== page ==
Matcol is a bioinformatics tool which helps determine protein and DNA co-localisations visualised using fluorescence microscopy. Co-localization is the observation of the spatial overlap between two or more different fluorescent labels and their biological interaction – this process allows cancer researchers to see whether a protein of interest is in proximity to cancer marker proteins.
Previously, most scientists used image analysis software to manually perform co-localization identification.Yet the challenge with manual co-localization quantification is that it’s subjective, prone to human error, and takes longer to perform.
Dr Khushi told the Daily Telegraph, “Single image analysis takes up many hours and scientists are required to study a large cohort of images.”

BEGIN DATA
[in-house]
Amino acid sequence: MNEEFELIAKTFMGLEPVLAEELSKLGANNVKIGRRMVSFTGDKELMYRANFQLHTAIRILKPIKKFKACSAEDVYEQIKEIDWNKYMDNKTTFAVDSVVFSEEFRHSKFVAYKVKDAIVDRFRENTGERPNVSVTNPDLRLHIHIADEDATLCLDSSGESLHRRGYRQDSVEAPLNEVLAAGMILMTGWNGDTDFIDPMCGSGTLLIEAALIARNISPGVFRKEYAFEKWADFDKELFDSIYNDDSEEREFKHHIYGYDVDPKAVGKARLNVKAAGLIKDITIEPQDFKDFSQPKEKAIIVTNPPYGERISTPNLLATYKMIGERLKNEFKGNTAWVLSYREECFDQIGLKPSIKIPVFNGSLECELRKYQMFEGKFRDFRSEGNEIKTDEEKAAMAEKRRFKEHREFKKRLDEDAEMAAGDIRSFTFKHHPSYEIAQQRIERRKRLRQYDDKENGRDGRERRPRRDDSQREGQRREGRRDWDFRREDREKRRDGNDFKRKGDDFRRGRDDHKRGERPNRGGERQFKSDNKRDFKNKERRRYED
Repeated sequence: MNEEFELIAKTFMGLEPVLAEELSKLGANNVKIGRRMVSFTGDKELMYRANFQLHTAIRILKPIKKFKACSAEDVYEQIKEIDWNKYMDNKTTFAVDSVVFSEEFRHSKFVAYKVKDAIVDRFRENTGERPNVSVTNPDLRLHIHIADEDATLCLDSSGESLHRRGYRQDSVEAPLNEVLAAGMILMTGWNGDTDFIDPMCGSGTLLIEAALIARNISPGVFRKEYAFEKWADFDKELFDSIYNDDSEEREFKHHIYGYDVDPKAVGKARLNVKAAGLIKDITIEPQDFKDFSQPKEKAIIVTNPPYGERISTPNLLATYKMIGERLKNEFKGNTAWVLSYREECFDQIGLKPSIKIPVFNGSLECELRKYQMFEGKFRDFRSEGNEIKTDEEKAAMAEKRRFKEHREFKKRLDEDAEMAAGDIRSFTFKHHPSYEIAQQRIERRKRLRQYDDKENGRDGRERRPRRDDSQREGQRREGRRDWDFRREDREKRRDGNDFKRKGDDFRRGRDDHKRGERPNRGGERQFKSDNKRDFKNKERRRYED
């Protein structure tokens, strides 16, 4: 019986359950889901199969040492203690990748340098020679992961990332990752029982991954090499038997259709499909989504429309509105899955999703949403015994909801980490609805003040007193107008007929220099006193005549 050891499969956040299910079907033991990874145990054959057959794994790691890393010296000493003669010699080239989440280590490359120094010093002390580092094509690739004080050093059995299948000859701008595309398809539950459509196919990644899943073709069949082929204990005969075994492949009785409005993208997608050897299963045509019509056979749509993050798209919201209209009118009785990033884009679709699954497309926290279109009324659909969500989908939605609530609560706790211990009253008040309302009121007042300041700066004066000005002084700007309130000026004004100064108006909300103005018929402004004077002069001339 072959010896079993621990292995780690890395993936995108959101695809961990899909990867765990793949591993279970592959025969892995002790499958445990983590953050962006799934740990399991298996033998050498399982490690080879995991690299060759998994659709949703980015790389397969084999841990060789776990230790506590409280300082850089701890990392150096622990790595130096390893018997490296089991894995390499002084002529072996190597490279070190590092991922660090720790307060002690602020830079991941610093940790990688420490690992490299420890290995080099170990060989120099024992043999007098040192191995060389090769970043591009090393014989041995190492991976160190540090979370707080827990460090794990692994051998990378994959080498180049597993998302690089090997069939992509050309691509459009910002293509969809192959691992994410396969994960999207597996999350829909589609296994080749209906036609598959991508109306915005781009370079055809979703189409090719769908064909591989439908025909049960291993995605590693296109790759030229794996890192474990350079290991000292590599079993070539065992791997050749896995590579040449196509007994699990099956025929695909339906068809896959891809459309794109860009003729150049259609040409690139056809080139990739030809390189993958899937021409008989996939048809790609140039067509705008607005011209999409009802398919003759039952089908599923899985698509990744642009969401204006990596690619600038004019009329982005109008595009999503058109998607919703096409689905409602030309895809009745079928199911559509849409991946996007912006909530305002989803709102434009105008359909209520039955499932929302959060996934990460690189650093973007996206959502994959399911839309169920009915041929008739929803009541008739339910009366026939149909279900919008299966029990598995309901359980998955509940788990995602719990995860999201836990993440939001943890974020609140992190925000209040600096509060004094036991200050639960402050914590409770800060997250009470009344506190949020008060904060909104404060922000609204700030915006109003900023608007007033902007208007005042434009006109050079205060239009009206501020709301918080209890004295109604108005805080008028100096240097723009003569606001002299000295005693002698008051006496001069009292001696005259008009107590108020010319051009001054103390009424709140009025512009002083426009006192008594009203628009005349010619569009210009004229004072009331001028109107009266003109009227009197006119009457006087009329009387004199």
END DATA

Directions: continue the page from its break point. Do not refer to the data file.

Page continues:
This pioneering development can replace manual co-localisation counting, and be applied to a wide range of biological areas including cancer detection.
“MatCol automates this quantification task and can quantify hundreds of images automatically within a few minutes,” Dr Khushi said.
With MatCol’s automation and more streamlined processing, scientists can identify cancer in its early stages—allowing for early medical intervention and the potential to save lives.
This news was first published on CMRI’s website.
In 2015, ACRF awarded one of the largest private grants for medical research equipment in Australian history – $10 million – for six cutting-edge machines to establish The ACRF International Centre for the Proteome of Cancer (ProCanTM) at Children’s Medical Research Institute (CMRI) in Westmead. The Centre was officially opened in September 2016.
Image: Dr Dr Matloob Khushi, image supplied by CMRIDr Matloob Khushi, postdoctoral researcher at Children’s Medical Research Institute, has developed a new bioinformatics tool to improve early detection of cancer.